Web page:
Gondwana Game Reserve, located in the Garden Route of South Africa, welcomes the birth of two free roaming lion cubs who are believed to be the first born in the Southern Cape for the last 150 years. The private game reserve has embarked on a conservation project to restore and rehabilitate the 11000ha property and populate it with indigenous game. The birth of the two lion cubs marks the success of all of the efforts implemented to encourage the self-sustaining wild lion pride of Gondwana.
The lioness has kept her newborns well hidden in a valley of Fynbos, and the race has been on to get a decent photograph of the new additions to the lion pride. Typically, lion cubs are not seen until they are approximately six weeks old, and start to move with their mother. Gondwana senior field guide Forget Ndlovu struck luck on the morning of 23 November when he found the pride on a zebra kill just above the den, where he noticed two additional miniature lions. This area has become known as "Pride Rock" where the pride, together with the cubs, tend to congregate for fresh air in the afternoon on display for all to see.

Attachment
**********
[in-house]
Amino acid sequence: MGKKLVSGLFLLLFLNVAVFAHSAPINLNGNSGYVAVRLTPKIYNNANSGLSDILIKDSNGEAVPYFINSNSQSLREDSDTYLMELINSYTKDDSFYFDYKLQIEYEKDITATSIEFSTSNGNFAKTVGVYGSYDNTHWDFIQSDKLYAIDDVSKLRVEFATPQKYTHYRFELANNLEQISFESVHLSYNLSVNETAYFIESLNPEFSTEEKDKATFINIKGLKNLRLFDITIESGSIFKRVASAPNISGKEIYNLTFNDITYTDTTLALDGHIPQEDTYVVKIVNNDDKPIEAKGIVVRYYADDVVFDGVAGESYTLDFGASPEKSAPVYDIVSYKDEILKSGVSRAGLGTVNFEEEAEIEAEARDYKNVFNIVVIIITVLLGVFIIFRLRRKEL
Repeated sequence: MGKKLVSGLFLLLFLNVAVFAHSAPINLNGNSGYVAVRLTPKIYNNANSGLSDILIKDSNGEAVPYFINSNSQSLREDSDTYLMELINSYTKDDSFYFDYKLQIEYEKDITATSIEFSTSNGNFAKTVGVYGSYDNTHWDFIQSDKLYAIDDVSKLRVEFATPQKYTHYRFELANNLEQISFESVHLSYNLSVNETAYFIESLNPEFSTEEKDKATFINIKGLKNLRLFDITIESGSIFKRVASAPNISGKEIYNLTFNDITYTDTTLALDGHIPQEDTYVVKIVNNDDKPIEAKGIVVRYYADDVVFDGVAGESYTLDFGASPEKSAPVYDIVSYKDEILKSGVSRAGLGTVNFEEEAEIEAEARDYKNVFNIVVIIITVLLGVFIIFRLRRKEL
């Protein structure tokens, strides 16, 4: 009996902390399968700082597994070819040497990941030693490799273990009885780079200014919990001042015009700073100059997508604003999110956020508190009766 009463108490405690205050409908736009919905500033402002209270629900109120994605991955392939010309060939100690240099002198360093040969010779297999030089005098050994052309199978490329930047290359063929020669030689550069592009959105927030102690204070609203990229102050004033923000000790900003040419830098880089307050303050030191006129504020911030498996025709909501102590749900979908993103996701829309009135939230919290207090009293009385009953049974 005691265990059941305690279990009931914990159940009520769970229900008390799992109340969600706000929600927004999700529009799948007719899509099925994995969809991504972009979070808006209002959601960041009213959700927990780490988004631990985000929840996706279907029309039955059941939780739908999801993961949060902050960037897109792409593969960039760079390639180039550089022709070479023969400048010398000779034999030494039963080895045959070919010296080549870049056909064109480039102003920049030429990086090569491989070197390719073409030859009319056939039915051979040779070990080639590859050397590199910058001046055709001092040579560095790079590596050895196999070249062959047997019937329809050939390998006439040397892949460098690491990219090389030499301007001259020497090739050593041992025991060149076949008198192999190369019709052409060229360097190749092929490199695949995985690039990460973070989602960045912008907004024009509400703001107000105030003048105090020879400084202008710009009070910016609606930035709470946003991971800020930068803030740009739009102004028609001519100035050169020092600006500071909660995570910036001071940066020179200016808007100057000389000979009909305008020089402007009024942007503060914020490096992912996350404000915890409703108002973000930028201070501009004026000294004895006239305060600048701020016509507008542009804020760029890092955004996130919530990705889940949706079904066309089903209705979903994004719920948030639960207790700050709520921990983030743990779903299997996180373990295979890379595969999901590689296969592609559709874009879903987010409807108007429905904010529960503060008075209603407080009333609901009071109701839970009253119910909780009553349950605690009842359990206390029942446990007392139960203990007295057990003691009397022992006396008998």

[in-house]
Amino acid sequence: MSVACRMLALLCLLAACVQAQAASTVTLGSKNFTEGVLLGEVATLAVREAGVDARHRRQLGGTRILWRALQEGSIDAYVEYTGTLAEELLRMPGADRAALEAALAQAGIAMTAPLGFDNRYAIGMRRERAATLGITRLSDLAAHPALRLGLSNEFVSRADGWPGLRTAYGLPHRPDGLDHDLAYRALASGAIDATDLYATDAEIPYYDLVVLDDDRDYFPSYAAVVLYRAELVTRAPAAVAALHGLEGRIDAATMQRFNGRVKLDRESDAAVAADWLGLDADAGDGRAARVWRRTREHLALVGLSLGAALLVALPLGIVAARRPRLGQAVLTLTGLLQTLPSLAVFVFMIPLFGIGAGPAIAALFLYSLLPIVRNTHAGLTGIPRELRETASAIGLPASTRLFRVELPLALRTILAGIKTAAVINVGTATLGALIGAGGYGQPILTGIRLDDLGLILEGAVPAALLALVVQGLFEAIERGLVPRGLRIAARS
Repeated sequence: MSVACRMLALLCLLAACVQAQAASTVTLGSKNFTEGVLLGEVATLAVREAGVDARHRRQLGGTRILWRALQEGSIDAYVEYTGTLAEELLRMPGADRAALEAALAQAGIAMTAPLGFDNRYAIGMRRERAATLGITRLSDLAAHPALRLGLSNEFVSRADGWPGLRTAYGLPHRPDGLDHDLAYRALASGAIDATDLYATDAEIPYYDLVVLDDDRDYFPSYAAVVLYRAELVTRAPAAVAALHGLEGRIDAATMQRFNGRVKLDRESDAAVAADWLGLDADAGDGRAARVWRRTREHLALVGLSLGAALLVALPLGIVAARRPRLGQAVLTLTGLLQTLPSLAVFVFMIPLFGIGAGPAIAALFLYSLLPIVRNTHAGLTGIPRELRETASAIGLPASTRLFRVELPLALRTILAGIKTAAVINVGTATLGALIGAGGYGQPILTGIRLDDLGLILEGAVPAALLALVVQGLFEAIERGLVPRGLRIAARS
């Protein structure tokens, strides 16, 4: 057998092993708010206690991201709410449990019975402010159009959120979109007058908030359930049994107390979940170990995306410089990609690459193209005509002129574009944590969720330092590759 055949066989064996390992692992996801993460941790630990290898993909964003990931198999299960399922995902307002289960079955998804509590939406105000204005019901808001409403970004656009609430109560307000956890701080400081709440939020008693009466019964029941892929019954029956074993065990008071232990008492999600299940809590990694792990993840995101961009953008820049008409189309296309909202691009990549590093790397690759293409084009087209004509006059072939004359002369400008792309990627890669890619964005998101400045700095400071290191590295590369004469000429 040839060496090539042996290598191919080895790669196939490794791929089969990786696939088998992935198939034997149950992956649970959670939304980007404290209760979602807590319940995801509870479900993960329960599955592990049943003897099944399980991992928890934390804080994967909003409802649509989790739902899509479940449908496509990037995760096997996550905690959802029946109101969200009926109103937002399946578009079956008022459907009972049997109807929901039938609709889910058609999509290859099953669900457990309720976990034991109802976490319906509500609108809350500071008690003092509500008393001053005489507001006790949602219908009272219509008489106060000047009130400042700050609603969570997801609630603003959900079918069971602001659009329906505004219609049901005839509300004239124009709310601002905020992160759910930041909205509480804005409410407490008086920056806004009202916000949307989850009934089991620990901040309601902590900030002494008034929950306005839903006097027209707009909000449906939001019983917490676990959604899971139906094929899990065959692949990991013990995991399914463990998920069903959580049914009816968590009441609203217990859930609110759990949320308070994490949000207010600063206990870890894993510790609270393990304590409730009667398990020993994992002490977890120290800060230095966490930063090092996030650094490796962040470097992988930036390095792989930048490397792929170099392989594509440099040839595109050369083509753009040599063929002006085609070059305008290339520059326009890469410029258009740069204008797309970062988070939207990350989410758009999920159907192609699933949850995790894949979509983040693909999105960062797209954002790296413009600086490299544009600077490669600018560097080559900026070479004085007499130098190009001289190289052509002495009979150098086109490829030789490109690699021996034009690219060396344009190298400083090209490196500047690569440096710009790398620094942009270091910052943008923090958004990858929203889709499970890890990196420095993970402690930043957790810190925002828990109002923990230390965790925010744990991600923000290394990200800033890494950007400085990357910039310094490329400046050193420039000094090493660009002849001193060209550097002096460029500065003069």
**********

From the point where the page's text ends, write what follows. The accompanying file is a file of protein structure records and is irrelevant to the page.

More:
The lion cubs should start eating meat when they are about three months old. Lion cubs are usually weaned at seven months, and at about 18 months they either join their natal pride or disperse and form their own coalitions and prides.
November has proved to be the baby season, with numerous births from a variety of species taking place. Black Wildebeest and Eland seem to be multiplying by the day. The reproduction and survival of all species on Gondwana is vital and reassuring. This indicates that the game has settled in well, and conditions are favorable for the species perpetual existence.
Not to be out done, one of the lioness sisters also seems to be expecting news soon!